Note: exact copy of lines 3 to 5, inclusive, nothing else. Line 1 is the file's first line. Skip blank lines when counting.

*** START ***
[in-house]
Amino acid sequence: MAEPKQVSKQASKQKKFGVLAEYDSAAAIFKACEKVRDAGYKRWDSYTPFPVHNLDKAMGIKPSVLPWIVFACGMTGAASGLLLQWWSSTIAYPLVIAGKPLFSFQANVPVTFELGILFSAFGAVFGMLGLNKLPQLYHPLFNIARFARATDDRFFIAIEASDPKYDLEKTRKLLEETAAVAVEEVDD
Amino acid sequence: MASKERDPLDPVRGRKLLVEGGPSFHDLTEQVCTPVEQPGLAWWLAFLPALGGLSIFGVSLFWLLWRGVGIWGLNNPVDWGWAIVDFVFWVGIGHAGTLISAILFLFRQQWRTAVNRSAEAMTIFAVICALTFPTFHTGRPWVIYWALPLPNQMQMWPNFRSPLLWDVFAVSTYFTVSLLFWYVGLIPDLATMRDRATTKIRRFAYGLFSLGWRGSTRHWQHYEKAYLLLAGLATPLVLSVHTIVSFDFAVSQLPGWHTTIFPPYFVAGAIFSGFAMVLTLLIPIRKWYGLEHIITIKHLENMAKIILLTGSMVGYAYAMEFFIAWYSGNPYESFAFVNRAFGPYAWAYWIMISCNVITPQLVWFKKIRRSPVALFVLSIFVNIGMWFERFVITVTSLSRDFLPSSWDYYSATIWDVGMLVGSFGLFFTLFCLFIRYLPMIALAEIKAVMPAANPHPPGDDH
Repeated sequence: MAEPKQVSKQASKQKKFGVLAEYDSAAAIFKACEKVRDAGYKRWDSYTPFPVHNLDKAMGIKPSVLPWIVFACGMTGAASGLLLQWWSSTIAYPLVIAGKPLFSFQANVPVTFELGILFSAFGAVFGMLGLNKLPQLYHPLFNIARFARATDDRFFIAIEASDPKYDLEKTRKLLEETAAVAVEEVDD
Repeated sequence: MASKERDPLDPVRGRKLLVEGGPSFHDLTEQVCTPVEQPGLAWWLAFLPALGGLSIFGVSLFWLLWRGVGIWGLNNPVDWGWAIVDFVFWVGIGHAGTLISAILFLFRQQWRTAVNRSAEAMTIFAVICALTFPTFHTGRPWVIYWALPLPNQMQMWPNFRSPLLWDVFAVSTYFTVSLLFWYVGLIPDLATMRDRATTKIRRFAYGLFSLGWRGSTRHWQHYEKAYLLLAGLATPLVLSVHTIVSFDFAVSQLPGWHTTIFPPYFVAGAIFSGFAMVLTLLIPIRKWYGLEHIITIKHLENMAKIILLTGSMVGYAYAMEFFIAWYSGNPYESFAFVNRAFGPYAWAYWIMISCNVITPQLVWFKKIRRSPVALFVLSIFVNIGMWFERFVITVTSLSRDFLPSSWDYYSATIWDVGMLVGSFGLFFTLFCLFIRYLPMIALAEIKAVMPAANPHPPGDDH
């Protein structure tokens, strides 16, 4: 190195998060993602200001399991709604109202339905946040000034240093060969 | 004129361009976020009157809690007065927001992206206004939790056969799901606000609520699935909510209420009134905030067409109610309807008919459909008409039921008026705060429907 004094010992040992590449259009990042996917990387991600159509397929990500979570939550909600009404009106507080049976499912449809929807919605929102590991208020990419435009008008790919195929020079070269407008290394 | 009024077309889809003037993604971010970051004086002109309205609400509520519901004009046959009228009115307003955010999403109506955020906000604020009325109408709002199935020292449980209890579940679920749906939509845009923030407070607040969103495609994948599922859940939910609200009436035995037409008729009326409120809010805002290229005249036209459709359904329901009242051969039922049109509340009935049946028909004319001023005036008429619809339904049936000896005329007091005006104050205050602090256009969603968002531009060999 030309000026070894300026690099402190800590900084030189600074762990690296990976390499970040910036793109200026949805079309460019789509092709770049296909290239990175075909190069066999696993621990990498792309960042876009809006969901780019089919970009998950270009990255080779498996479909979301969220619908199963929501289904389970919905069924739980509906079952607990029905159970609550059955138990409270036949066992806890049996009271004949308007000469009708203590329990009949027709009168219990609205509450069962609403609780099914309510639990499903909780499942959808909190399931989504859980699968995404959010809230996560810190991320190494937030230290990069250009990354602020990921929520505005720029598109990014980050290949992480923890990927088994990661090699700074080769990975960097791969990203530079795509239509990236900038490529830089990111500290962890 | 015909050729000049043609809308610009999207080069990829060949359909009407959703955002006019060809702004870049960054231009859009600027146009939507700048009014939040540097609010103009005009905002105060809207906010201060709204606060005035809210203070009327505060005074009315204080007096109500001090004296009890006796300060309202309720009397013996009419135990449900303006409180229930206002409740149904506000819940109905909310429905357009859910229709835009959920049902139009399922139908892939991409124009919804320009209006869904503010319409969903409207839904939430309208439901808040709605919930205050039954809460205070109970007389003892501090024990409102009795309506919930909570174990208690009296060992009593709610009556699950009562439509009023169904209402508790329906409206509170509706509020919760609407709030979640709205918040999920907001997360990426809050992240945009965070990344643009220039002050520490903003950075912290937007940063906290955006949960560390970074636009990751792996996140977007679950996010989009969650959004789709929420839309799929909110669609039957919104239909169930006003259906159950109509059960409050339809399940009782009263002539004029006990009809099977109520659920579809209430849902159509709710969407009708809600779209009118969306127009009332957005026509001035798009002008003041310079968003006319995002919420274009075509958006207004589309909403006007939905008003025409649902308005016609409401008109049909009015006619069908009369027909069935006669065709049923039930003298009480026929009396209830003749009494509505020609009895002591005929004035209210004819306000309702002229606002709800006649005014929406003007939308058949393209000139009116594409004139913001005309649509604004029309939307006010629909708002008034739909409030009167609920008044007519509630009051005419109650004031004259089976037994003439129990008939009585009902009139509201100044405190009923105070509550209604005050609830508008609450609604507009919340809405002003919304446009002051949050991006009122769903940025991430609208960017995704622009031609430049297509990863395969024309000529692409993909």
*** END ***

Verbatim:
Amino acid sequence: MASKERDPLDPVRGRKLLVEGGPSFHDLTEQVCTPVEQPGLAWWLAFLPALGGLSIFGVSLFWLLWRGVGIWGLNNPVDWGWAIVDFVFWVGIGHAGTLISAILFLFRQQWRTAVNRSAEAMTIFAVICALTFPTFHTGRPWVIYWALPLPNQMQMWPNFRSPLLWDVFAVSTYFTVSLLFWYVGLIPDLATMRDRATTKIRRFAYGLFSLGWRGSTRHWQHYEKAYLLLAGLATPLVLSVHTIVSFDFAVSQLPGWHTTIFPPYFVAGAIFSGFAMVLTLLIPIRKWYGLEHIITIKHLENMAKIILLTGSMVGYAYAMEFFIAWYSGNPYESFAFVNRAFGPYAWAYWIMISCNVITPQLVWFKKIRRSPVALFVLSIFVNIGMWFERFVITVTSLSRDFLPSSWDYYSATIWDVGMLVGSFGLFFTLFCLFIRYLPMIALAEIKAVMPAANPHPPGDDH
Repeated sequence: MAEPKQVSKQASKQKKFGVLAEYDSAAAIFKACEKVRDAGYKRWDSYTPFPVHNLDKAMGIKPSVLPWIVFACGMTGAASGLLLQWWSSTIAYPLVIAGKPLFSFQANVPVTFELGILFSAFGAVFGMLGLNKLPQLYHPLFNIARFARATDDRFFIAIEASDPKYDLEKTRKLLEETAAVAVEEVDD
Repeated sequence: MASKERDPLDPVRGRKLLVEGGPSFHDLTEQVCTPVEQPGLAWWLAFLPALGGLSIFGVSLFWLLWRGVGIWGLNNPVDWGWAIVDFVFWVGIGHAGTLISAILFLFRQQWRTAVNRSAEAMTIFAVICALTFPTFHTGRPWVIYWALPLPNQMQMWPNFRSPLLWDVFAVSTYFTVSLLFWYVGLIPDLATMRDRATTKIRRFAYGLFSLGWRGSTRHWQHYEKAYLLLAGLATPLVLSVHTIVSFDFAVSQLPGWHTTIFPPYFVAGAIFSGFAMVLTLLIPIRKWYGLEHIITIKHLENMAKIILLTGSMVGYAYAMEFFIAWYSGNPYESFAFVNRAFGPYAWAYWIMISCNVITPQLVWFKKIRRSPVALFVLSIFVNIGMWFERFVITVTSLSRDFLPSSWDYYSATIWDVGMLVGSFGLFFTLFCLFIRYLPMIALAEIKAVMPAANPHPPGDDH